Monday, October 28, 2013

Kant: The Good Will, Maxims and the Categorical Imperative

The basis of Kant's ethics is a good will.  The good will is the only thing that is good without qualification.  It is also the highest good.  It is good not as a means to an end, but as an end in itself.  Compare this with intelligence.  Being smart is good for lots of reasons; it can help to achieve many ends.  But being smart can also be used for bad goals, such as robbing a bank or assassinating someone and getting away with it.  Unlike intelligence, the good will is always good.  It is good not because it brings about some consequences but because it wills correctly.  Actions are good actions if they are actions of a good will.

But how do we tell if an action is an action of a good will?  Well, we text the maxim, or the personal rule according to which a person was acting.  Another name for a maxim is a principle of volition.  The idea is this.  For every action, there is some personal rule that a person is following.  In order to test if this maxim is good, we must use a certain kind of test for this rule.

The test we use is the Categorical Imperative.  The categorical imperative states that one should only act according to rules that can be made into universal law.  For some rules, it is logically impossible to make them a universal law.  For example, if you wanted to make "It is ok to tell a lie whenever you want" a universal rule, this would be logically impossible.  Lying means telling someone falsehoods under the pretense that they are truths.  In other words, lying means telling someone something false under the assumption that they will believe your words anyway.  If everyone lied whenever they wanted to, then nobody would ever believe anyone.  Lying would be impossible because lying requires that the person to whom you are lying believes your lies.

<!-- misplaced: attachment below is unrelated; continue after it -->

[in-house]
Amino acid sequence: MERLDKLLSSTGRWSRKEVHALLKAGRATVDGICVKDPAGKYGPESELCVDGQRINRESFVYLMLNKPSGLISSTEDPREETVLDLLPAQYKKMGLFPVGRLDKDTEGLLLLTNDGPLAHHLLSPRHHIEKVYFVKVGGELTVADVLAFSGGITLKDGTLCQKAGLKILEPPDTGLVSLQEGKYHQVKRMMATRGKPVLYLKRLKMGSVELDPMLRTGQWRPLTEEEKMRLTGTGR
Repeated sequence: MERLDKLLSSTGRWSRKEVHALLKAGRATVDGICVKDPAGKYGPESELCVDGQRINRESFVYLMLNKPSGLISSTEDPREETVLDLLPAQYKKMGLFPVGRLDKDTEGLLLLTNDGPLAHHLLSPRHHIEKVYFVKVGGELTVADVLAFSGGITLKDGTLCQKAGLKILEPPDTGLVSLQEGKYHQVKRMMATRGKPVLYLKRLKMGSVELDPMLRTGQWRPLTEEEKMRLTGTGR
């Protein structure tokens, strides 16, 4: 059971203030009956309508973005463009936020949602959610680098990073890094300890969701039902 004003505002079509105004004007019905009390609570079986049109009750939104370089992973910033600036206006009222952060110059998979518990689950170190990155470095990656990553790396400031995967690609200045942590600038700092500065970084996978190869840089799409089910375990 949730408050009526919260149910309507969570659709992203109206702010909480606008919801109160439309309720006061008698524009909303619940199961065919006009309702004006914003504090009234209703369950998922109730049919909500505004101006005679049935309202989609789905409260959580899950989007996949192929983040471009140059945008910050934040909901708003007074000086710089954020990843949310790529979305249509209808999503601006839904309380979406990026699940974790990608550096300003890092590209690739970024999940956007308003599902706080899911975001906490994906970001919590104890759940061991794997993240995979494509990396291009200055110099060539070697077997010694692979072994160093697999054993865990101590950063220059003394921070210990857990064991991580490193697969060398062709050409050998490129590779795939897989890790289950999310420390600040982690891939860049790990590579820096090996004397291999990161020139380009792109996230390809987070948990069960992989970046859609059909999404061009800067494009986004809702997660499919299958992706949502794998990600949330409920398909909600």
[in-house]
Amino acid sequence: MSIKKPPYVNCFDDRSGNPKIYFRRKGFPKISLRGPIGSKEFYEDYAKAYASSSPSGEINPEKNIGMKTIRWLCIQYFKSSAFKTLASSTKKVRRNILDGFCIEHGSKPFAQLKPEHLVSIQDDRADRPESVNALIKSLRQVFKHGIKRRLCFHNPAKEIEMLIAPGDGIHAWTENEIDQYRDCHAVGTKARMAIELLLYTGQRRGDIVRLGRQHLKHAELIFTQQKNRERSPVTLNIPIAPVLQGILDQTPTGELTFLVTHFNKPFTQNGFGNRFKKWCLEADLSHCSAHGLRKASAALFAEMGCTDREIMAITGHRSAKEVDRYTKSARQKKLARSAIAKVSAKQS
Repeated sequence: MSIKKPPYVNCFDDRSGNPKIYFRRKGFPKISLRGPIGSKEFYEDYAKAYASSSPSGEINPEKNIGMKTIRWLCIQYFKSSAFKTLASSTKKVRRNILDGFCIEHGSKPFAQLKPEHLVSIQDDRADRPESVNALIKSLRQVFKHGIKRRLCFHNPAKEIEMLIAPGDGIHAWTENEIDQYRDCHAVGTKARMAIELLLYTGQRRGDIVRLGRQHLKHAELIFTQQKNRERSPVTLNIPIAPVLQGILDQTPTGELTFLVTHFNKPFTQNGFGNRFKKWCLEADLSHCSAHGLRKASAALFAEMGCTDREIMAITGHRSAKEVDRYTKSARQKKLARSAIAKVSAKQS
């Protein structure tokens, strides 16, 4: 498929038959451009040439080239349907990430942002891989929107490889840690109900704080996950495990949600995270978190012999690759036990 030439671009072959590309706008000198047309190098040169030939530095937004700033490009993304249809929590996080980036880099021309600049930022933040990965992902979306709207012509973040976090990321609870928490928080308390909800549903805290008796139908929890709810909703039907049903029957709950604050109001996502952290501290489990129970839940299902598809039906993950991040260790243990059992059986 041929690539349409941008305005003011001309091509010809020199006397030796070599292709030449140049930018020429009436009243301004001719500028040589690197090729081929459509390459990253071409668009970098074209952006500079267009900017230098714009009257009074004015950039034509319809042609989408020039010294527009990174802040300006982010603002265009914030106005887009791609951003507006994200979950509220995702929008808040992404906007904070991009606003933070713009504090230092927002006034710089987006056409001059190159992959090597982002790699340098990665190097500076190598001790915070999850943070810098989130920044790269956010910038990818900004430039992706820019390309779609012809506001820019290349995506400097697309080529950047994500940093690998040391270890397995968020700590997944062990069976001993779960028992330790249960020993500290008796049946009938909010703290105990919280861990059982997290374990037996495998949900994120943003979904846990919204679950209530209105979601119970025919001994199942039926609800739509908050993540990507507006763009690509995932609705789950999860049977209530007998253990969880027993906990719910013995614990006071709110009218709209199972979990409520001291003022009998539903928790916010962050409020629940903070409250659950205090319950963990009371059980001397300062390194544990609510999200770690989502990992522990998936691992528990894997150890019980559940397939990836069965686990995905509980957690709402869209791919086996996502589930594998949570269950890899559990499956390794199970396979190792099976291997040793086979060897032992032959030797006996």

Here is another example.  Say I am in a hurry at Starbucks and I want to cut in line.  So I act according to the maxim, "It is ok to cut in line when I want".  If this rule became a universal law and everyone cut in line whenever they wanted, then lines would cease to exist.  If the rule became universalized, then it would become logically impossible to follow that rule.  The point is not just that it would be an impractical rule to be universalized.  Rather, it would be logically impossible to universalize this rule because if everyone followed it, then following it would become impossible!

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